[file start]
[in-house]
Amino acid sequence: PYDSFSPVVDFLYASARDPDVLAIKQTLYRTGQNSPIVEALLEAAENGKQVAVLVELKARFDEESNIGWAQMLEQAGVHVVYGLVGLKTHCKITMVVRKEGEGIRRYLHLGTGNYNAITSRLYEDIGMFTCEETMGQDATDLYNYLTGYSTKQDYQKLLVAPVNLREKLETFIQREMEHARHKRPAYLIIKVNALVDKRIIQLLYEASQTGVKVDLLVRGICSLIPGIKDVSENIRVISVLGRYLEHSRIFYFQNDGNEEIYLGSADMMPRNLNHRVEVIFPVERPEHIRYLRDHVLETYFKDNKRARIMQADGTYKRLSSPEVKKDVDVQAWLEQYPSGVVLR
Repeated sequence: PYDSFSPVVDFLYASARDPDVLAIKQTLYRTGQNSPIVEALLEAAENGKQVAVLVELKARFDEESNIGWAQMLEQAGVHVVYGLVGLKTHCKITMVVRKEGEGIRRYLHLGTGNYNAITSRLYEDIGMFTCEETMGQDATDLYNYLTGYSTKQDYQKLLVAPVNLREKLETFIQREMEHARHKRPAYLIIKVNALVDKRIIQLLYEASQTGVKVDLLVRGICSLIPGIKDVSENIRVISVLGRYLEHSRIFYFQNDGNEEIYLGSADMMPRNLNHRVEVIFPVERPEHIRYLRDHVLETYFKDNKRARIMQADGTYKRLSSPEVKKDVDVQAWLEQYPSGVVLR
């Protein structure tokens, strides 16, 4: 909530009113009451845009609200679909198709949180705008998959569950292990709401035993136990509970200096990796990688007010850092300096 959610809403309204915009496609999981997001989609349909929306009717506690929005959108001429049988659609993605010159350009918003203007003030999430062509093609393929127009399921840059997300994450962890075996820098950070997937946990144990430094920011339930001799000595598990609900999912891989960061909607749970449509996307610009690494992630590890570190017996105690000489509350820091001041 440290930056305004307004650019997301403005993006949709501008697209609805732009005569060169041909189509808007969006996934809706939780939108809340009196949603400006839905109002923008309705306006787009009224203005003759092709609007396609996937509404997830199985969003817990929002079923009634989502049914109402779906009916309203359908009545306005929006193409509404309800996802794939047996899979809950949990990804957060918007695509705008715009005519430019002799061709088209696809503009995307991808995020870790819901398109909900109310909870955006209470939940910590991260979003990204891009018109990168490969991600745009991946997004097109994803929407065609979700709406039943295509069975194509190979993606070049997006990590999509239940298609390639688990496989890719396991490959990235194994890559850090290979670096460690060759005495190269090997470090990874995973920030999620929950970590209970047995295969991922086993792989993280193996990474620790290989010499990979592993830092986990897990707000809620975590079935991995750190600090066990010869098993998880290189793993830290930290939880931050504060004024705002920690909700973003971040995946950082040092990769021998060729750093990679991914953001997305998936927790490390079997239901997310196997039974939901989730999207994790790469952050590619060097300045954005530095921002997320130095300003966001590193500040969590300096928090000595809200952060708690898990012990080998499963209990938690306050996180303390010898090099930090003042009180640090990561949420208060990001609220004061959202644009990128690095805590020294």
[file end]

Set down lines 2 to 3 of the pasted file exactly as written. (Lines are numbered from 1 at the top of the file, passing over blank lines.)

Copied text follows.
Amino acid sequence: PYDSFSPVVDFLYASARDPDVLAIKQTLYRTGQNSPIVEALLEAAENGKQVAVLVELKARFDEESNIGWAQMLEQAGVHVVYGLVGLKTHCKITMVVRKEGEGIRRYLHLGTGNYNAITSRLYEDIGMFTCEETMGQDATDLYNYLTGYSTKQDYQKLLVAPVNLREKLETFIQREMEHARHKRPAYLIIKVNALVDKRIIQLLYEASQTGVKVDLLVRGICSLIPGIKDVSENIRVISVLGRYLEHSRIFYFQNDGNEEIYLGSADMMPRNLNHRVEVIFPVERPEHIRYLRDHVLETYFKDNKRARIMQADGTYKRLSSPEVKKDVDVQAWLEQYPSGVVLR
Repeated sequence: PYDSFSPVVDFLYASARDPDVLAIKQTLYRTGQNSPIVEALLEAAENGKQVAVLVELKARFDEESNIGWAQMLEQAGVHVVYGLVGLKTHCKITMVVRKEGEGIRRYLHLGTGNYNAITSRLYEDIGMFTCEETMGQDATDLYNYLTGYSTKQDYQKLLVAPVNLREKLETFIQREMEHARHKRPAYLIIKVNALVDKRIIQLLYEASQTGVKVDLLVRGICSLIPGIKDVSENIRVISVLGRYLEHSRIFYFQNDGNEEIYLGSADMMPRNLNHRVEVIFPVERPEHIRYLRDHVLETYFKDNKRARIMQADGTYKRLSSPEVKKDVDVQAWLEQYPSGVVLR